We could ask ourselves why great civilizations choose to fence their chosen cities such as the wall of Jerusalem and the Jegol of Harar. The reason is usually said to be due to the need to protect their people and their way of life. The more stronger and fortified the fence, the better chance the civilization will survive of extermination unless otherwise it encounters a stronger conqueror with the imagination and capability to destroy the great fortresses.
Likewise, your mind has two powerful forces, the negative and the positive thoughts. Throughout our lives they both tend to dominate one another basically based on the feedback we give to ourselves and the feedback we receive from our environment or from significant others. Whenever one of the cognitions take control of our lives such as for instance the negative thoughts, it tends to build a wall just as the one you may have seen in Jegol, Harar. Initially, it begins as any of the negative experiences we face and hence is left as memory. The more difficult the experience, the stronger negative feelings, thoughts and physical sensations we may develop. A typical scenario would be a child in Addis Ababa going to a public school whose trouser is torn from the back where he desperately wants to hide it fearing the thought that someone would laugh at him. This habit grows into him to the extent it also deters him from participating in the class. And on and on, he becomes an adult who fails in his interviews, fails to maintain relationships, for he has built a wall, a fortress of negativity. He develops a negative outlook towards the world and more destructively towards himself, incapacitating himself from the good things in life.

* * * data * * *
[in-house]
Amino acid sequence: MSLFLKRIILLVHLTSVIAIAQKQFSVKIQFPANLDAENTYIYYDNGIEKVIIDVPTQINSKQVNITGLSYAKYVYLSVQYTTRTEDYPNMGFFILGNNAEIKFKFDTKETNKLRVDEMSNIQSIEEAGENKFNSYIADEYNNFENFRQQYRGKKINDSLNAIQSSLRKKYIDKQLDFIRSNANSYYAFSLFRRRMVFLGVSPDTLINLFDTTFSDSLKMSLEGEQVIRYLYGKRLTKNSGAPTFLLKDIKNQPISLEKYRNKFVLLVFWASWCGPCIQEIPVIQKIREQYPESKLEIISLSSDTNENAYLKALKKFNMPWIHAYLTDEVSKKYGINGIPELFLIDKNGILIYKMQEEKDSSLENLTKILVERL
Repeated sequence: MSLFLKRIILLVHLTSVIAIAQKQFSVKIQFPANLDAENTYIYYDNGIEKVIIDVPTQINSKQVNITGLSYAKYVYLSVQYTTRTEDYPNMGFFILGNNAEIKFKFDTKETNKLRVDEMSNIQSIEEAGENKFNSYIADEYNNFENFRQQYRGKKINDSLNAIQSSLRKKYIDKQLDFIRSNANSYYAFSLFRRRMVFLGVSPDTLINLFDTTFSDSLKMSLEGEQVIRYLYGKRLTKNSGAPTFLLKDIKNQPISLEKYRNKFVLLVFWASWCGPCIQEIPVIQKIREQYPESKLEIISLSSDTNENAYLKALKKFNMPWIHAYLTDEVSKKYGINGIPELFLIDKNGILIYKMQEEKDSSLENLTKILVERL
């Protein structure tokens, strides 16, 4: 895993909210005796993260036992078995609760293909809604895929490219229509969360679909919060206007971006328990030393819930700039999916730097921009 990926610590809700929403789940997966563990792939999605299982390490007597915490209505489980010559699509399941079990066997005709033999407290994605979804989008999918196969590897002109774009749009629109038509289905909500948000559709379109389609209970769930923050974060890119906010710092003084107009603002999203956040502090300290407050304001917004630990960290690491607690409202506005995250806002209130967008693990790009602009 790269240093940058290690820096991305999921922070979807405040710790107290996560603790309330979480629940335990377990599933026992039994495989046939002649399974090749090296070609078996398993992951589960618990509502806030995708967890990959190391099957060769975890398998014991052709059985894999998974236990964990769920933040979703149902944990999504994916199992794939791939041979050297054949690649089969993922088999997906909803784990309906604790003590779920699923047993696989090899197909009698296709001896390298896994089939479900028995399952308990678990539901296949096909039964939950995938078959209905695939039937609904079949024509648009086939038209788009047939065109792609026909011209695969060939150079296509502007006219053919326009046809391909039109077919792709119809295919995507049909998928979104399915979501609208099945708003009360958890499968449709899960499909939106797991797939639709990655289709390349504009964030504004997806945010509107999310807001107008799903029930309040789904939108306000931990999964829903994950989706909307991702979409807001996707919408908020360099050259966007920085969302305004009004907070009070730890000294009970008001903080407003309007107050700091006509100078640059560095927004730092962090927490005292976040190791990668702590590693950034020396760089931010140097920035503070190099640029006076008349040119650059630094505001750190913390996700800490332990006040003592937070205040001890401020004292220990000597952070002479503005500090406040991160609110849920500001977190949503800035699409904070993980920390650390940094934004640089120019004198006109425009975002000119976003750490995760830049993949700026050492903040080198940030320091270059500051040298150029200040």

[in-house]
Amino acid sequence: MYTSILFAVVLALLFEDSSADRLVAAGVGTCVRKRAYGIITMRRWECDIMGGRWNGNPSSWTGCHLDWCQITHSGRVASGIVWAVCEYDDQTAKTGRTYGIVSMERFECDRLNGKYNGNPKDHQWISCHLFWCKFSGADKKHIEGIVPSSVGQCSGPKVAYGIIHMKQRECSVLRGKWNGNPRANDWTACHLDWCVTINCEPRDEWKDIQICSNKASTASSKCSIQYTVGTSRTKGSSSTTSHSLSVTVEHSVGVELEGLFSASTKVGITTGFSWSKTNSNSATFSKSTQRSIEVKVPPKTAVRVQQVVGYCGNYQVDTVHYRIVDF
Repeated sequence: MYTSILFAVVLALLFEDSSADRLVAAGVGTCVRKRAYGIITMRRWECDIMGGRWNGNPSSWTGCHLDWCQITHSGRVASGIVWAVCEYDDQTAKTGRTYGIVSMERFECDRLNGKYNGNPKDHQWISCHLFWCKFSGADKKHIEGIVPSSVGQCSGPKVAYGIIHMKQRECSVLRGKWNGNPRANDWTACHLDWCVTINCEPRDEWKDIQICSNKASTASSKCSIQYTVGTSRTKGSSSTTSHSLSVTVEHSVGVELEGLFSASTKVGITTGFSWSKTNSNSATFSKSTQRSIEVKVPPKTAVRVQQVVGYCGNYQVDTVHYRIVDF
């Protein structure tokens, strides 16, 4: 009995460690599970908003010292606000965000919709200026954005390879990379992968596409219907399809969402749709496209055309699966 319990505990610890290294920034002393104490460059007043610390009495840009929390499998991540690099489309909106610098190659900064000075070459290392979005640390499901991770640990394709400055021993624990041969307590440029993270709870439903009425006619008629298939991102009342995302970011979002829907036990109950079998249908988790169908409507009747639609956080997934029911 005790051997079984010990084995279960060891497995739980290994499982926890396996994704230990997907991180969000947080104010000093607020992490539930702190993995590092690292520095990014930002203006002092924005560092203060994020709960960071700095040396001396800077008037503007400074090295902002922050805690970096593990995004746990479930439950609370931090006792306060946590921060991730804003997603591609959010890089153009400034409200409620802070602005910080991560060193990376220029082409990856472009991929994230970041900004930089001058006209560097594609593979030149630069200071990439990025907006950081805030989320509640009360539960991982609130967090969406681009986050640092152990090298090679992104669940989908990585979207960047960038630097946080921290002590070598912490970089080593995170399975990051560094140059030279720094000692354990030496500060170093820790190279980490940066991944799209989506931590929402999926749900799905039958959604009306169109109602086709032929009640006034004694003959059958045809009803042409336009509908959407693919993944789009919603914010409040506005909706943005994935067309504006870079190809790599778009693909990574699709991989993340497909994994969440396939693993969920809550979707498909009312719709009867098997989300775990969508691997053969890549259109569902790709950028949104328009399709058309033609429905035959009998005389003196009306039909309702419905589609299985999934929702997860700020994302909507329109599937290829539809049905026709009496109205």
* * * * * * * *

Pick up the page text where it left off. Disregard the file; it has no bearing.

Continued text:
From those self-defeating thoughts you harbor about yourself, from the negative news you hear on TV each day which happen to be all about wars and hate, to the gossips we make about our bosses and friends and the negative remarks we make about others. All these negative experiences leave a print on your character and thus strengthening the wall. Negativity always leads to anti-productivity and anti-creativity. Negative thought never leads to industriousness. No matter how much we try to bring positive changes in our lives, if we are surrounded by those negative frequencies, then we are less likely to make a stride, to leap forward. They are like fences we build around us, a remarkable architecture to lock ourselves in. Even the best of weapons could not demolish because it is hidden, invisible. Thus we find ourselves highly fenced in this treacherous castle of negativity.
However, there is a way to overcome this. Shawn Achor, who is a winner of a dozen distinguished teaching awards at Harvard University, is a psychologist who researches and teaches about positive psychology . Based on his research and 12 years of experience at Harvard, he informs us that if you can raise someone’s level of positivity in the present moment, then their brain experiences what we now call a happiness advantage. And the study also informs us that your brain performs significantly better when it is in the state of positivity leading to a rise in your intelligence and creativity. There you go! So now, go easy on yourself and destroy the walls of negativity by training your mind to choose positive thoughts not just about the world but most importantly about yourself.